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This website is about Brazilian jiu jitsu (BJJ). I'm a purple belt who started in 2006, teaching and training at Artemis BJJ in Bristol, UK. All content ©2004-2016 Can Sönmez

18 July 2016

18/07/2016 - BJJ Globetrotter Camp | Bournemouth 2016 | Foetal Side Control Escapes (Chiu Kwong Man)

Class #754
BJJ Globetrotter Camp (Phoenix MMA), Chiu Kwong Man, Bournemouth, UK, 18/07/2016

I used to really enjoy Chiu's classes back when I trained at GB Brum in 2010, so it was cool to get to train under him again. Especially as today, he picked side control escapes from a position similar to the running escape: perfect. :)

Chiu called his class 'foetal side control escapes', which makes sense after you see the position he's talking about. First, he talked about getting two-on-one control on their far arm. From a no-gi perspective, you can grab their far arm with both your hands, without worrying too much about their arm near your head (in gi, it's a lot more dangerous, but he got onto that later).

After having us drill that with some light resistance, Chiu added in the legs. You've created space with your two on one grip, meaning you can bring in your knees (like the 'shin-in-elbow' trick Ed Beneville wrote about it his book, Strategic Guard). If they raise up, that gives you the space to spin back to guard: for drilling this particular technique, your partner needs to be helpful and stay low, stopping you turning in towards them. If you can't get the arm (e.g., they are trying to moving to north south), you can push on the head to stop them going where they want.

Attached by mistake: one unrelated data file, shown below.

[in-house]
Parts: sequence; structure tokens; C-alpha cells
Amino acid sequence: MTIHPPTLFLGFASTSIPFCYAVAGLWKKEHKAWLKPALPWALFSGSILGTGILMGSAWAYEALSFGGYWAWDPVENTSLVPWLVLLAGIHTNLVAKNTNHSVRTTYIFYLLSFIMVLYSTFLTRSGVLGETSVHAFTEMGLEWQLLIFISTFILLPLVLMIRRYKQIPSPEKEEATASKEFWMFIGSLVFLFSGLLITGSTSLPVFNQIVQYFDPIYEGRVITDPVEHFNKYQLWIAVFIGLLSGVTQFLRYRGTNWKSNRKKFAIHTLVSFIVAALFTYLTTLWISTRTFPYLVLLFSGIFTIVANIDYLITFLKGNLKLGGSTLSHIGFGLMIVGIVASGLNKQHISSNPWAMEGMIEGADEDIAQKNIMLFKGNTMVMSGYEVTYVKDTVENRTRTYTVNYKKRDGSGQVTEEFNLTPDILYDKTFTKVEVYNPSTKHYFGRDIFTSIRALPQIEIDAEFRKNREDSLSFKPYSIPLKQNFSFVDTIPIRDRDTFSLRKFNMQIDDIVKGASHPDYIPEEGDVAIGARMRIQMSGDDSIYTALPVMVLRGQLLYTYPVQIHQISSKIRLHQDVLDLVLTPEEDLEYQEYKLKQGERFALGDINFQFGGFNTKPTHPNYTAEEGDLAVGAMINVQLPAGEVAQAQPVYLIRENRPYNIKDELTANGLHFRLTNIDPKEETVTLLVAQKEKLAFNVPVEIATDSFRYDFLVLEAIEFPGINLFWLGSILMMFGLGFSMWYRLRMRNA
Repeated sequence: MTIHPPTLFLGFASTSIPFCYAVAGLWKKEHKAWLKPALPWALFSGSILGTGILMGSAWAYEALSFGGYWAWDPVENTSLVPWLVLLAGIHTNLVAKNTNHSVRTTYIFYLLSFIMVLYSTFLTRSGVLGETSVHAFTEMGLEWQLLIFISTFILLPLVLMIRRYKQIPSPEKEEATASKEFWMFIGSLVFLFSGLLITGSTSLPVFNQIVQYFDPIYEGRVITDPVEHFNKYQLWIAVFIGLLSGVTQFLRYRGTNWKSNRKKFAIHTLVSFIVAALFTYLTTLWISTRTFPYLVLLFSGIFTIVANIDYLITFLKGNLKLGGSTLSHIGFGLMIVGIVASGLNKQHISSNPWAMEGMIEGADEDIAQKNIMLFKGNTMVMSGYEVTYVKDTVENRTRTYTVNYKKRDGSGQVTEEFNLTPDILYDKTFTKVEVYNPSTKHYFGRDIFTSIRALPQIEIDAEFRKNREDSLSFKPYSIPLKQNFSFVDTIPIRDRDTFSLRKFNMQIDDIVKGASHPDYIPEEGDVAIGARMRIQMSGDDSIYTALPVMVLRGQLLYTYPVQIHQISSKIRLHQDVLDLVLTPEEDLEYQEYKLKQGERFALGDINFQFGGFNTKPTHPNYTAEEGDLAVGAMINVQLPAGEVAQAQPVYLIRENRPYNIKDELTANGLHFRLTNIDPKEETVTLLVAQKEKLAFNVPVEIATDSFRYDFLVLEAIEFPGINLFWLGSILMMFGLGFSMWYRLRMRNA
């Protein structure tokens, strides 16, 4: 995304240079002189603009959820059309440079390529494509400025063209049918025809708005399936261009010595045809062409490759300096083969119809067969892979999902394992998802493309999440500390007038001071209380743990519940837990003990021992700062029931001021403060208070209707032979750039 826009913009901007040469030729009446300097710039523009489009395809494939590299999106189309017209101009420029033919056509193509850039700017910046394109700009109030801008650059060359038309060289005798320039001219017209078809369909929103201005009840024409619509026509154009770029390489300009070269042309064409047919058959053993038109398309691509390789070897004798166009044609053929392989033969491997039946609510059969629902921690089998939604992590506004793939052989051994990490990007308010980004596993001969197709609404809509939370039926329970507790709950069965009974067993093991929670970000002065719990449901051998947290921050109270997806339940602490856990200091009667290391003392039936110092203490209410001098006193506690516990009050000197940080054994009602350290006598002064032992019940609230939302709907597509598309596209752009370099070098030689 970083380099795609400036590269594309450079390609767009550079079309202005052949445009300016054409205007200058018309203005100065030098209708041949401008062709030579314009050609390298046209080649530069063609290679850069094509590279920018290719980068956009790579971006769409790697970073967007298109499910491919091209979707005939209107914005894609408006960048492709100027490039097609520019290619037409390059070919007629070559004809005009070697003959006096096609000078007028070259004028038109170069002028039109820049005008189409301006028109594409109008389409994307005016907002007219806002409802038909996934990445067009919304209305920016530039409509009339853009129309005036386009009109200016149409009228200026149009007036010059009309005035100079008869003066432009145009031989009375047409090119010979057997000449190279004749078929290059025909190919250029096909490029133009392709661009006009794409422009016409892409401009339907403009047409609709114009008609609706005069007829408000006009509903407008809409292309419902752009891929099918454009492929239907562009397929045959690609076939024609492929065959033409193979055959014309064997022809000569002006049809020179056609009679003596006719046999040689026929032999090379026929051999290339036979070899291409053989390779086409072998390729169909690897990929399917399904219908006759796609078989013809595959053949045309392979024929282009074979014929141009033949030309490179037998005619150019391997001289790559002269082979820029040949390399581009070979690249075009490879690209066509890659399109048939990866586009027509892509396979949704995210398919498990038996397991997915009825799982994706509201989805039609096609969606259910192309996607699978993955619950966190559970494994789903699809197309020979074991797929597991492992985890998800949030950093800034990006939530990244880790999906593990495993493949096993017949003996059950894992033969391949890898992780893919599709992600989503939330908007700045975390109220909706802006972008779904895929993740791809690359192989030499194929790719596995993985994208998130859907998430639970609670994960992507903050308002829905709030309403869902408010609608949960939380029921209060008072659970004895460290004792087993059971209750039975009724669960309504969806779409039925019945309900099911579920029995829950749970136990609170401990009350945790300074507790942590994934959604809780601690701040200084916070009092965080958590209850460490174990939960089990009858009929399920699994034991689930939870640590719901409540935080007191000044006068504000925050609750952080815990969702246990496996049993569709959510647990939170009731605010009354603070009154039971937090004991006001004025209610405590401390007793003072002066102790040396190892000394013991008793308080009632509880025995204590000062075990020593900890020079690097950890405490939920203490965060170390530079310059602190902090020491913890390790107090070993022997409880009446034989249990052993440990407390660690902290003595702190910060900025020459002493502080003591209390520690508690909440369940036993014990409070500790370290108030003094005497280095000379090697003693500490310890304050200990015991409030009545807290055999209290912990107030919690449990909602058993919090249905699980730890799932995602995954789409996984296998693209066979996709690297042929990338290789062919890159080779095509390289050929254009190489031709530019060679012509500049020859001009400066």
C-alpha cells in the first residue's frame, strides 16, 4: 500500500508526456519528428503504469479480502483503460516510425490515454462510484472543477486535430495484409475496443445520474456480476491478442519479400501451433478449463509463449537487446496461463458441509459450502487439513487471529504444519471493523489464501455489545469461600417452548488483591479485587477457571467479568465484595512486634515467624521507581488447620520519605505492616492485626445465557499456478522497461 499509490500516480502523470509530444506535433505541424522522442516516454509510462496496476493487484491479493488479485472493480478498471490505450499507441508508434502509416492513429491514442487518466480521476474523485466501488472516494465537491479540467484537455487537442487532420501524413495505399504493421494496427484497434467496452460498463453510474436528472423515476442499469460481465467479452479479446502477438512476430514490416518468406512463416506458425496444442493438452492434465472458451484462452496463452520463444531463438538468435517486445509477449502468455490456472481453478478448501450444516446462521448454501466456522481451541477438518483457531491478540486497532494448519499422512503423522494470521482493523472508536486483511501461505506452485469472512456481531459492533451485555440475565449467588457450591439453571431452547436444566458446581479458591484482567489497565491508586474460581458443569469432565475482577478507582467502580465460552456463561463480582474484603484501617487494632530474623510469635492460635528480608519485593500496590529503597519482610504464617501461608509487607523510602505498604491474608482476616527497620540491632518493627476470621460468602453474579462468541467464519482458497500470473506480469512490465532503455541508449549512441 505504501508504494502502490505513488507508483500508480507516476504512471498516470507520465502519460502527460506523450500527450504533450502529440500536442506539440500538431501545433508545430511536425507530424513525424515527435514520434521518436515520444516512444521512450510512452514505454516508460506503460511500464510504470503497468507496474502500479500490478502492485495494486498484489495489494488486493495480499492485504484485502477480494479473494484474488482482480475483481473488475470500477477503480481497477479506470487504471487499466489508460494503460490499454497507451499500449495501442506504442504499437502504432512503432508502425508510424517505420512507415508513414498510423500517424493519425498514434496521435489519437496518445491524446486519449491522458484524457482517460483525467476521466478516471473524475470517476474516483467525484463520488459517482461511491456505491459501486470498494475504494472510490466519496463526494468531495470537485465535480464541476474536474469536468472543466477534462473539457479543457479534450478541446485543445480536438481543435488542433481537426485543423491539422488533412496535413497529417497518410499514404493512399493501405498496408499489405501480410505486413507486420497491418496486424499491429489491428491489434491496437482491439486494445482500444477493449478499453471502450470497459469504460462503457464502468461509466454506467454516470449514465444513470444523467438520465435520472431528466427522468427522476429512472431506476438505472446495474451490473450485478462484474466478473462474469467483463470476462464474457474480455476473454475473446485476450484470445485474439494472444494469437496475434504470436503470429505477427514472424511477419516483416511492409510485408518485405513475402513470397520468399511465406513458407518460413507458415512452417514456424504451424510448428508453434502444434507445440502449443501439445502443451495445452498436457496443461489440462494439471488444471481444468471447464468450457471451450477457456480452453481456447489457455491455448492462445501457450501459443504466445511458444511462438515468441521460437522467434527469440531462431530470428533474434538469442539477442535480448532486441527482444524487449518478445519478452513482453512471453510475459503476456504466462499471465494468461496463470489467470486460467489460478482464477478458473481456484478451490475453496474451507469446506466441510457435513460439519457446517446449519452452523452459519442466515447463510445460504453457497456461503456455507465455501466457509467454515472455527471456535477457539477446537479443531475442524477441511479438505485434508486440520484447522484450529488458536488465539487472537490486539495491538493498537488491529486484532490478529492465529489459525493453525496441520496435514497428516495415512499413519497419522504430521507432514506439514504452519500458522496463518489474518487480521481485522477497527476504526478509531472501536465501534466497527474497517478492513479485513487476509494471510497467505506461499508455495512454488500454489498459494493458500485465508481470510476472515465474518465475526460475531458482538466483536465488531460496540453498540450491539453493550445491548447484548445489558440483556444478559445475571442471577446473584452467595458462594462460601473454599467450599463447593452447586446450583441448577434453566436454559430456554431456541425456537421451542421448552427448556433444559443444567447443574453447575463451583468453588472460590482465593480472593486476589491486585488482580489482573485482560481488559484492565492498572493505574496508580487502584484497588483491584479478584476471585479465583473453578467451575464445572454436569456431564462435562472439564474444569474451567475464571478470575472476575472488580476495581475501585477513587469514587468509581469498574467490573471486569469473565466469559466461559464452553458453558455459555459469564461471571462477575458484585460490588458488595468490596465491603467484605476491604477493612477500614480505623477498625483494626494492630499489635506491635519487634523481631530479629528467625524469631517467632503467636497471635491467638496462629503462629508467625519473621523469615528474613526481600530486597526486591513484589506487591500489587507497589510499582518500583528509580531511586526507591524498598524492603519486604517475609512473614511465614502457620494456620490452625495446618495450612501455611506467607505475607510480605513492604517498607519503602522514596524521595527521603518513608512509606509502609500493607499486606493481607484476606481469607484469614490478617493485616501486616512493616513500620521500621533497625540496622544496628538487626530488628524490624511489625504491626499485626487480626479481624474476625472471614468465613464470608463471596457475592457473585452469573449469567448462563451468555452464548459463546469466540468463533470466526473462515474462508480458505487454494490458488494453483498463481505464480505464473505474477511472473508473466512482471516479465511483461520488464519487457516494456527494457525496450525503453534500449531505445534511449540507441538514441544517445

If you can get your knee in, lift that leg to make some space (pushing into their arm with your shin), until you can insert the other leg. If you can get your feet into the crook of their elbow, even better. At that point, it is difficult for them to prevent you making enough room to recover some kind of guard.

In a detail reminiscent of the running escape, you may want to make more space by shrimping your hips into them. You also want to make sure you are monitoring their leg with your inside arm (like your arm is stuck inside their knee), as otherwise they will probably try and get to knee on belly to then rip their arm free. Turning yourself towards them at that point is another good option, spinning into guard once they've given you that space.

A granby roll can work from there too, in the same way as it does from the running escape. However, also like the running escape, sometimes it is tough to get that rolling motion, which can also put pressure on your neck. Digging your feet into the floor and then shrimping towards them is therefore preferable in that situation.

The foetal defence feels like a guard from under side control. It has attacks too, such as switching into a reverse triangle. I was finding it felt natural to push on the back of their arm and spin out. For others, the triangle might feel like a smooth transition. You have the two on one grip, a foot into the crook of their elbow. Kick up with the foot in the elbow, the other leg going behind their arm. Your kicking foot shoots around the side of their neck, locking it with the other leg over your shin. Pull on their elbow and squeeze to finish.


Finally, there is the important question of how to avoid getting choked when trying this in the gi. If you're lazy, they can potentially sneak a hand under your head and secure a bow and arrow grip, or potentially loop their arm over for a breadcutter style choke. To prevent that, keep pressuring their arm by pulling your head back, following that arm if they try to bring it over the top of your head.

If possible, hide your collar under your armpit, which prevents them gripping it for a choke. Do not curl when you're in the gi, that gives them enough room for the choke. In terms of gripping, Chiu recommends grabbing the wrist, lifting the leg to get their elbow up. If you grip the gi and don't lift your leg, they may be able to rotate your arm down to put pressure on your grip.



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